After I tell him I’m tired of crashing into someone else’s desperation, I reach for you and conquer misplaced loyalty with a flaming sword taken from my mouth used to slice rusted fetters that fall at last then kicked beneath my dress and open the door for you.
I, a crashing bewilderment coaxed to bed with whispers of peppermint & lavender.
You, sliding down, saying how good it feels to be alive. Speak, you tell my body.
I fall to pieces, trembling when you ask if anyone has ever taken care of me. There wasn’t any time, I say, struck by truth while you light animal fat candles; your clothes fall from on-high before preparing the altar. What’s it like to be a pagan?
It’s a daily practice, you say–shimmering softness to anoint with oil, using fingertips to mould me into something new, pilgrimaging south.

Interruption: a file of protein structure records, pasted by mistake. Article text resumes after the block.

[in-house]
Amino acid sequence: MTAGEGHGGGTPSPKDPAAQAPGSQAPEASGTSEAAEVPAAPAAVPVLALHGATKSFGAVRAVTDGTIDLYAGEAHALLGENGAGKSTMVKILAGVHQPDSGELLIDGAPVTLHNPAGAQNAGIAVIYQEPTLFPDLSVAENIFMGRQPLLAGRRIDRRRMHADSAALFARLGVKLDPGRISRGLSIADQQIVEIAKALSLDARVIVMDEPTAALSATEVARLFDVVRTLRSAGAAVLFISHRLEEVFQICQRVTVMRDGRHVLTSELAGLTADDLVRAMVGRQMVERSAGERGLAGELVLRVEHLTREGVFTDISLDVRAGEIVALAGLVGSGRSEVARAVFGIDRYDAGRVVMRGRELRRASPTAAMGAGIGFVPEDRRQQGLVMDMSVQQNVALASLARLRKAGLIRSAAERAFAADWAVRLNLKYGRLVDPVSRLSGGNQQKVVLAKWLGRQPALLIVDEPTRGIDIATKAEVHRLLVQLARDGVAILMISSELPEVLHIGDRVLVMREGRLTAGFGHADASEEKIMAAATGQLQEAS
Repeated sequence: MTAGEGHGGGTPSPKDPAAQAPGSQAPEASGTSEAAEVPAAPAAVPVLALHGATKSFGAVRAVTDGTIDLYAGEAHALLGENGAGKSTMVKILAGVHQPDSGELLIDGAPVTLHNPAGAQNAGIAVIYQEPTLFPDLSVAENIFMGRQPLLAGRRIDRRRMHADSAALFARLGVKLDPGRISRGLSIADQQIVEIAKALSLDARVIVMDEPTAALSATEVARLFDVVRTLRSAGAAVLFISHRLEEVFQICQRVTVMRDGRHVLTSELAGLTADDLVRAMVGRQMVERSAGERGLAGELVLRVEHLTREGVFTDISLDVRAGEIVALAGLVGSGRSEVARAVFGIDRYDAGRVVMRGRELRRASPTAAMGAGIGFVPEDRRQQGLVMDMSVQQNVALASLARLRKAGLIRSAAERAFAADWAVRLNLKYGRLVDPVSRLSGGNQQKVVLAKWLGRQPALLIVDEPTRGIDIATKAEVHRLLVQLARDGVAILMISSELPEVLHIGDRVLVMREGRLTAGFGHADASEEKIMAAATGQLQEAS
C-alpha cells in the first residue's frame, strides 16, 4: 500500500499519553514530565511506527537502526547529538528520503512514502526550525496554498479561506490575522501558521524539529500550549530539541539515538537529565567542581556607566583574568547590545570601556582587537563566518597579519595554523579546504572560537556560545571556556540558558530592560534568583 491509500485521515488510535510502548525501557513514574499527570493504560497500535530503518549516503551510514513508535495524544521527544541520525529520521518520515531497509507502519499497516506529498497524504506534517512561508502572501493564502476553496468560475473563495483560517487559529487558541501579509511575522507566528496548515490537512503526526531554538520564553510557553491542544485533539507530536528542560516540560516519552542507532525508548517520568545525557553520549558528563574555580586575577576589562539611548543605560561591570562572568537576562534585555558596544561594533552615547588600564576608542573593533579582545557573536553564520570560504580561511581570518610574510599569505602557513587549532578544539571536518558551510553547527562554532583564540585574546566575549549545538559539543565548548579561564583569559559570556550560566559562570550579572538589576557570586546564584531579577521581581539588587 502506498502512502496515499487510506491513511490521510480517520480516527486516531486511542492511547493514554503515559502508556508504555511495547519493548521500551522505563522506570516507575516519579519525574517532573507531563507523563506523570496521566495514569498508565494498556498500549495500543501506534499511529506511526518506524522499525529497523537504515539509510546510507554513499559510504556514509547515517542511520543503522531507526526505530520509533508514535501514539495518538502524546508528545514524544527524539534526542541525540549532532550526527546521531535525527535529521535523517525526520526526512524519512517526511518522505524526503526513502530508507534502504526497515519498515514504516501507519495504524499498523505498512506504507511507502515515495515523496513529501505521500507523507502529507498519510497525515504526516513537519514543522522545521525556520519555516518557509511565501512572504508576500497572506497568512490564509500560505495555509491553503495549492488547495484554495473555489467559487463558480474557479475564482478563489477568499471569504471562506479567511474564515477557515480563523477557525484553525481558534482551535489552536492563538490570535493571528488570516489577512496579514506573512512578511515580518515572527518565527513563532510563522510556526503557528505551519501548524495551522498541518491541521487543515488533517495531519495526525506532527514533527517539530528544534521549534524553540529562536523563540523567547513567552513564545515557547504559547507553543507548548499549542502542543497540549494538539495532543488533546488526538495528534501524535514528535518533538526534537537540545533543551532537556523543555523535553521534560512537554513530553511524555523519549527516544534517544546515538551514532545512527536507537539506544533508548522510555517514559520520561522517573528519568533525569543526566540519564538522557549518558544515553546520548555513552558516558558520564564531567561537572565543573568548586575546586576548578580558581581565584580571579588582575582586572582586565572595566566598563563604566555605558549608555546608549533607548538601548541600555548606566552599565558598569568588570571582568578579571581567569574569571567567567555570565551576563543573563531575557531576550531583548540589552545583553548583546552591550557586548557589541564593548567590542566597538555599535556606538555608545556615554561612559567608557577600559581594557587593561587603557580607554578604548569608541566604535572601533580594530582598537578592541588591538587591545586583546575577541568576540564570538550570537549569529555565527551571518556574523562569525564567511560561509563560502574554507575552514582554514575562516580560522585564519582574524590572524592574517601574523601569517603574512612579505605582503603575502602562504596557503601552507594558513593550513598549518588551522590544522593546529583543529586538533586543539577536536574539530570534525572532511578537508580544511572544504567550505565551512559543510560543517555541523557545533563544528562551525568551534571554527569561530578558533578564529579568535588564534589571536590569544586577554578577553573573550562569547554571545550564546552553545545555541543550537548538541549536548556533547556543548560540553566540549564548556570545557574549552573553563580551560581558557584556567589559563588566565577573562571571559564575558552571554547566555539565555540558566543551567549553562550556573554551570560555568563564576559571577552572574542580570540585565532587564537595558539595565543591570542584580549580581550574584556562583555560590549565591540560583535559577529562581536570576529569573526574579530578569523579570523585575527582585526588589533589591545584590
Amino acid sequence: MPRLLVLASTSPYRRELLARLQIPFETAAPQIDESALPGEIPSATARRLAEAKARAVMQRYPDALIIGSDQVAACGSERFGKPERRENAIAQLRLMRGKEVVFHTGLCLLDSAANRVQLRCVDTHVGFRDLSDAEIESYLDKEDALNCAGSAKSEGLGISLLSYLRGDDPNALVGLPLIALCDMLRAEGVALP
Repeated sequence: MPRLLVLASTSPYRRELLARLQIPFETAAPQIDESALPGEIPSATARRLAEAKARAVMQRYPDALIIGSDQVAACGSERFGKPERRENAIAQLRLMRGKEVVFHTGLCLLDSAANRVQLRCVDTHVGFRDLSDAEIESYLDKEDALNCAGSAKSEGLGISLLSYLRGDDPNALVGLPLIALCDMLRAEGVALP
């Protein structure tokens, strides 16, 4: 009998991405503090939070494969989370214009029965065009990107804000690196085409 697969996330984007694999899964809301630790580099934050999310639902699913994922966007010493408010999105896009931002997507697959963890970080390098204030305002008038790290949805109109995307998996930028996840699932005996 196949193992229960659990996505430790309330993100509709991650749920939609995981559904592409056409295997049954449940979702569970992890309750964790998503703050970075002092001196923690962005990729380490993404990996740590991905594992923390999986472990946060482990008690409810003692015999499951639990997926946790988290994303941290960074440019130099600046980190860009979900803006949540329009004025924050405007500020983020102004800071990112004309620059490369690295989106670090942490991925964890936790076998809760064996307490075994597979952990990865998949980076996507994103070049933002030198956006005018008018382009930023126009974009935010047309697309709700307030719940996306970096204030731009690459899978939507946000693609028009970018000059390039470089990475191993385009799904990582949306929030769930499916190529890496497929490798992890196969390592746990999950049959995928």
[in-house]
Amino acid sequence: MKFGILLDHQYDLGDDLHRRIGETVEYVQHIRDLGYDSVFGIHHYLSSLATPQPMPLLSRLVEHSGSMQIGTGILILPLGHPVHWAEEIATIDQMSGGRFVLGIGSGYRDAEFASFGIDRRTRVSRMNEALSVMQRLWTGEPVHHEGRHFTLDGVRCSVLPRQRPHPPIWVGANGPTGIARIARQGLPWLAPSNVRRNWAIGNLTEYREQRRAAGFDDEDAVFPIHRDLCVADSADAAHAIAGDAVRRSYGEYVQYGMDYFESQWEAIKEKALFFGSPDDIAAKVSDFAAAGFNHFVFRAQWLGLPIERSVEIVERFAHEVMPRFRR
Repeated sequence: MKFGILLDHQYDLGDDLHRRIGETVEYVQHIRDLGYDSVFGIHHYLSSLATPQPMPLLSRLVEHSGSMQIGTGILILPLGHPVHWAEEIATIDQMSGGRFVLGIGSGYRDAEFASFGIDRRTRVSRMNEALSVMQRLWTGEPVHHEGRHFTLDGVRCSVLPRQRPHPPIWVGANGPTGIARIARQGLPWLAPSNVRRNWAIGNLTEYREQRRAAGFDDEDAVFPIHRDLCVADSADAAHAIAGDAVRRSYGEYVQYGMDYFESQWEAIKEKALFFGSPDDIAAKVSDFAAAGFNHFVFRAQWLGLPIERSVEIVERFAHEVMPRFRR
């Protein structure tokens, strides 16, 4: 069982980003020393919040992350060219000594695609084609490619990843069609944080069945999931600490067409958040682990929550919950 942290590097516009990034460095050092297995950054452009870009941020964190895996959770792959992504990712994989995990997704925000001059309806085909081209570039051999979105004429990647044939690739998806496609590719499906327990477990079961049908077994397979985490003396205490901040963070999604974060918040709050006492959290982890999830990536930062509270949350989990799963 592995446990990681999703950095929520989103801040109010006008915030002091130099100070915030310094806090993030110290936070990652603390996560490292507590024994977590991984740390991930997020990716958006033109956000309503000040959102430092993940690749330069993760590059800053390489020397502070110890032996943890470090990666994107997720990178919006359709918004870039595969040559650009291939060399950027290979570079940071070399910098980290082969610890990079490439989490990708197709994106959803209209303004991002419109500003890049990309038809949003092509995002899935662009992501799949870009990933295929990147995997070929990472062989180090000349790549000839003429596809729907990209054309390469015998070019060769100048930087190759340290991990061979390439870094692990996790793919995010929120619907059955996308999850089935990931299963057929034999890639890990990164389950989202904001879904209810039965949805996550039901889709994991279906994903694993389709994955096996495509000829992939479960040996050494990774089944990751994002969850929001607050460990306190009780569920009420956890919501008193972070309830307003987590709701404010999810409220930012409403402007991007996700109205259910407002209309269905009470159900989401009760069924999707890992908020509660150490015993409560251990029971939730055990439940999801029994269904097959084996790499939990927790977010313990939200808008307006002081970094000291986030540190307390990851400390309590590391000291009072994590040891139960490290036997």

Do you know, you ask, eyes heavenward, how important the body is? It holds us perfectly, the way I feel about you now is wrapped in me, too, how easily I bear the burden. Something about that makes me want to hide under covers, not ready to reveal actual happiness. I’m much better at working on wellness, not at actually being.
You say, Find a way, then haul me into the shower to cleanse impurities that have glommed onto my skin; your nails finding refuge against my scalp, washing at length the fullness of my hair, a servant that worships on his knees.
After a hundred Hail Marys, I am blessedly bundled, the Ark from Mount Sinai tucked against your body as you whisper foreign prayers into my ear, calling me sanctified in a language I’ve yet to teach myself.